Likud MK Gideon Sa’ar charged Monday that Prime Minister Benjamin Netanyahu was in a “panic” over a party leadership contest, and called on the premier to halt personal attacks involving his family.
Sa’ar on Saturday openly challenged longtime leader Netanyahu for the reins of the party, pushing for a snap primary and saying he could rehabilitate Likud and lead a government instead of Netanyahu. The prime minister, facing criminal charges and stalled coalition talks, agreed Sunday to a leadership contest, though it will likely only be held ahead of expected March elections.
“I recognize panic at the prospect of primaries,” Sa’ar told Channel 13 in a lengthy interview. “The movement does not belong to anyone. Any member has the right to run for its leadership.”
Sa’ar decried frequent personal attacks on him and his family on Twitter by the premier’s son, Yair Netanyahu, including regarding the marriage of his daughter Alona to Arab actor Amir Khoury and the alleged leftist views of his wife, journalist Geula Even-Sa’ar.
“Every day it reaches a new low,” he said. “My daughter’s personal life is none of Yair Netanyahu’s business. The prime minister always said ‘leave my family alone, leave my wife, focus [your attacks] on me.’ Well, I am telling him to tell his son the same thing, because my wife and daughter are being attacked, and both of them are not elected officials in the political sphere.”
He also denounced Netanyahu’s use of official Likud platforms, such as the party’s Twitter account, to attack him.
“That is wrong and indicates a lack of boundaries, and that’s why I call for a clean race in which no candidate will make use of state or party resources,” Sa’ar said. “In such a race, without any limits, I intend to win.”
Sa’ar’s leadership bid comes after Netanyahu’s 14-year reign as party head and more than a decade in the prime minister’s chair. Despite his long rule — he is Israel’s longest-serving premier — Netanyahu has become politically vulnerable as legal troubles in three corruption cases mount.
Sa’ar had sought for a leadership primary to be held before December 11, in order to allow him to try his hand at forming a government before the Knesset is forced to dissolve itself and call new elections.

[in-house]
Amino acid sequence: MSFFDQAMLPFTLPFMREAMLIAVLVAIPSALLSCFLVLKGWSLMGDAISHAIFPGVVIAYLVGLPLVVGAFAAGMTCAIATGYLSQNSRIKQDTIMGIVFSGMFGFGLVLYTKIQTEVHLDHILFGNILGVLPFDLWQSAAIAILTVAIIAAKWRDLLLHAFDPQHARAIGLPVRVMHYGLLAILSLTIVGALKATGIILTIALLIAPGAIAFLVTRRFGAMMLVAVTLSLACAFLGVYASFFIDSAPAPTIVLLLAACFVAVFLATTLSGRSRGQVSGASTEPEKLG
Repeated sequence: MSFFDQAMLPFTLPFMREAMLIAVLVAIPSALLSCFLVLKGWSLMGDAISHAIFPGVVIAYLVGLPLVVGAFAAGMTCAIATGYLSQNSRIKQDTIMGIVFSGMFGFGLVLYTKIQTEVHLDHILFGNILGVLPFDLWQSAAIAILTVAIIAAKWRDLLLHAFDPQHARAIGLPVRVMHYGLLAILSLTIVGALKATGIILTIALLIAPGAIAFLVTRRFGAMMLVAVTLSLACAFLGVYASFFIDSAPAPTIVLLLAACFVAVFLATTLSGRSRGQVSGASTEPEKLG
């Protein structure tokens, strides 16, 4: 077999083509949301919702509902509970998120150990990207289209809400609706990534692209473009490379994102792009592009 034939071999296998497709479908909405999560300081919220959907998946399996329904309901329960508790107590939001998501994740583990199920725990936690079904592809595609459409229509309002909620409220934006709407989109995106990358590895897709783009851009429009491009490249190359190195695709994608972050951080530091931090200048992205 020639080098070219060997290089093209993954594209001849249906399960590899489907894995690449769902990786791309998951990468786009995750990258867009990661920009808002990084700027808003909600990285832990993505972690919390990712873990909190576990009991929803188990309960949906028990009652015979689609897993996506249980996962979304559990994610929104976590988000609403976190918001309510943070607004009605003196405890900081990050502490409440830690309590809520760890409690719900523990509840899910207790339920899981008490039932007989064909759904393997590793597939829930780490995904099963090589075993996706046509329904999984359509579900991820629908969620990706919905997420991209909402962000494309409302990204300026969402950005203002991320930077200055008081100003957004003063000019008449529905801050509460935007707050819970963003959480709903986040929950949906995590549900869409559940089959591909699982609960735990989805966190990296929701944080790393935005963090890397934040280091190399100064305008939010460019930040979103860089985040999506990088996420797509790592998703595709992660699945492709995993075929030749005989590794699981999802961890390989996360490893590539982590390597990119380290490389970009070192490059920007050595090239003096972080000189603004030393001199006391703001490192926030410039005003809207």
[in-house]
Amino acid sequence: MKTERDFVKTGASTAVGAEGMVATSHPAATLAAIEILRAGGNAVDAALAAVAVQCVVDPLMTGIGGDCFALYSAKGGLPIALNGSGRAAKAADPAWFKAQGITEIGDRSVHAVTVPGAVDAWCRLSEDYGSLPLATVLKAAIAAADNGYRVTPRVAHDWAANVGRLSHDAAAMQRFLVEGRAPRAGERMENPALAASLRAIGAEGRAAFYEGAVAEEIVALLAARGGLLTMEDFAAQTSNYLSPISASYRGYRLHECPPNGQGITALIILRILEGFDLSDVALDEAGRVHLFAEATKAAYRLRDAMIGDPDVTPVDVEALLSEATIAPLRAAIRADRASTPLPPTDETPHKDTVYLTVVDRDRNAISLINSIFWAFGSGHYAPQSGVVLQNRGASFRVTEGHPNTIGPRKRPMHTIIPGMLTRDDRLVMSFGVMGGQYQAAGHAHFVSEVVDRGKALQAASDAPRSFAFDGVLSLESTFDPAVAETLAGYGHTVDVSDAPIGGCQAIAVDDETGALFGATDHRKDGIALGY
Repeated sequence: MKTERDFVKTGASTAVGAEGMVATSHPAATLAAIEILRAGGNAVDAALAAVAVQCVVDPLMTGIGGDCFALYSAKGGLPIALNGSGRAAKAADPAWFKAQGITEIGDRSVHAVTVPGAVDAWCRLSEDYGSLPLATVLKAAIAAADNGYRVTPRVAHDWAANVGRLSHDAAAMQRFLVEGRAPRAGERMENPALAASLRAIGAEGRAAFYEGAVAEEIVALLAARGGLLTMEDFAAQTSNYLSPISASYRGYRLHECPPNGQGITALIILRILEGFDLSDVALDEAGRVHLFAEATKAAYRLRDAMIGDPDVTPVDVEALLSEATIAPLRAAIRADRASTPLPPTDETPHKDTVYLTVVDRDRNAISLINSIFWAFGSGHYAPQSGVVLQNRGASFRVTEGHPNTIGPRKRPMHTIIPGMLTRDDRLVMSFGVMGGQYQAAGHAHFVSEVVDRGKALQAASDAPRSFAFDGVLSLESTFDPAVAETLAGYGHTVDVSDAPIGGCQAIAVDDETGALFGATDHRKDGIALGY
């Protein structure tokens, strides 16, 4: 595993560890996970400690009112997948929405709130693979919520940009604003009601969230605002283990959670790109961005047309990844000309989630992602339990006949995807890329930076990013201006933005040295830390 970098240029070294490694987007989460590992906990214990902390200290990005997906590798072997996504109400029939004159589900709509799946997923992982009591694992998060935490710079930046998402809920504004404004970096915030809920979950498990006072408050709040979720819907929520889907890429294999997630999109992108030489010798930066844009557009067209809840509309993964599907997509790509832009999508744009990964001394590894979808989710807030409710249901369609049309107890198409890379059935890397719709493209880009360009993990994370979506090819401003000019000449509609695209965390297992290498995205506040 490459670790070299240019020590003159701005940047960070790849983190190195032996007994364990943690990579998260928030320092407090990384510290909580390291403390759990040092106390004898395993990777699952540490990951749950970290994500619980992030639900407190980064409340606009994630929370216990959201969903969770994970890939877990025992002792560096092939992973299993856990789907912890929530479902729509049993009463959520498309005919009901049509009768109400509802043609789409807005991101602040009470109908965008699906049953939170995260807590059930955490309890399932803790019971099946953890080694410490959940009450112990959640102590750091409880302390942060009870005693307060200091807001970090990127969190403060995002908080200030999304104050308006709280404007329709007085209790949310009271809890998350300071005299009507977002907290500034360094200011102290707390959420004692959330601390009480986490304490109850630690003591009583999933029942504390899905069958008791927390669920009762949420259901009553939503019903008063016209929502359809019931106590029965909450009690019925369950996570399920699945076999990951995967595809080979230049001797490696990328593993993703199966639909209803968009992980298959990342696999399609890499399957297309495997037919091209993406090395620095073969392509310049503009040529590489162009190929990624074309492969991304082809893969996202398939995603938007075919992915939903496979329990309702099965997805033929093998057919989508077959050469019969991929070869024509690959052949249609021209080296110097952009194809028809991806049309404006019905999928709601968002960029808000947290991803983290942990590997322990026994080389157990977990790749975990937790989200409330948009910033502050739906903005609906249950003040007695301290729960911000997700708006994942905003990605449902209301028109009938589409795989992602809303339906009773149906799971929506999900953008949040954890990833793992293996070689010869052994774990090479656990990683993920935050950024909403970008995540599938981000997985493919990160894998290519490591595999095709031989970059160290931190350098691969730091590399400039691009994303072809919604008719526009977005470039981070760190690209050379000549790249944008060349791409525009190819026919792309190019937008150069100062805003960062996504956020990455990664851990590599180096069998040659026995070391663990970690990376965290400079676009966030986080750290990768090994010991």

After both Netanyahu and Blue and White leader Benny Gantz failed to form a coalition following the September 17 election, the country entered a never-before-implemented 21-day grace period in which any sitting MK who can gather together a 61-seat majority in the Knesset gets a chance to cobble together a coalition and become prime minister.
If no MK manages to get 61 votes by the end of the 21-day period, which concludes at midnight on December 11, the country will go to an unprecedented third election within 12 months. Netanyahu also failed to form a government after the April 9 race.
Last Thursday, Attorney General Avichai Mandelblit, a Netanyahu appointee, announced he would charge the prime minister with bribery, breach of trust and fraud in the cases against him. The announcement marked the first time in Israel’s history that a serving prime minister faces a criminal indictment.
Netanyahu slammed the decision, vowed to stay on and fight what he called “tainted” and prejudiced investigations, and accused police investigators and prosecutors of plotting an “attempted coup” to bring him down.
At an event earlier Monday, Sa’ar was heckled by pro-Netanyahu activists and called a “traitor” while he was speaking at an event in the central city of Hod Hasharon.
During his TV interview, Sa’ar downplayed the incident, calling them a vocal minority.
Sources close to Netanyahu told Channel 13: “As the Likud activists clarified today to Gideon Sa’ar at the conference in Hod Hasharon — Likud is a family and you don’t betray your family.”
Sa’ar said a pro-Netanyahu rally planned for Tel Aviv on Tuesday would hurt Likud and not help Netanyahu. “You don’t determine whether a man is innocent at the town square. I don’t see how this can help us politically or help Netanyahu fight his legal battle.”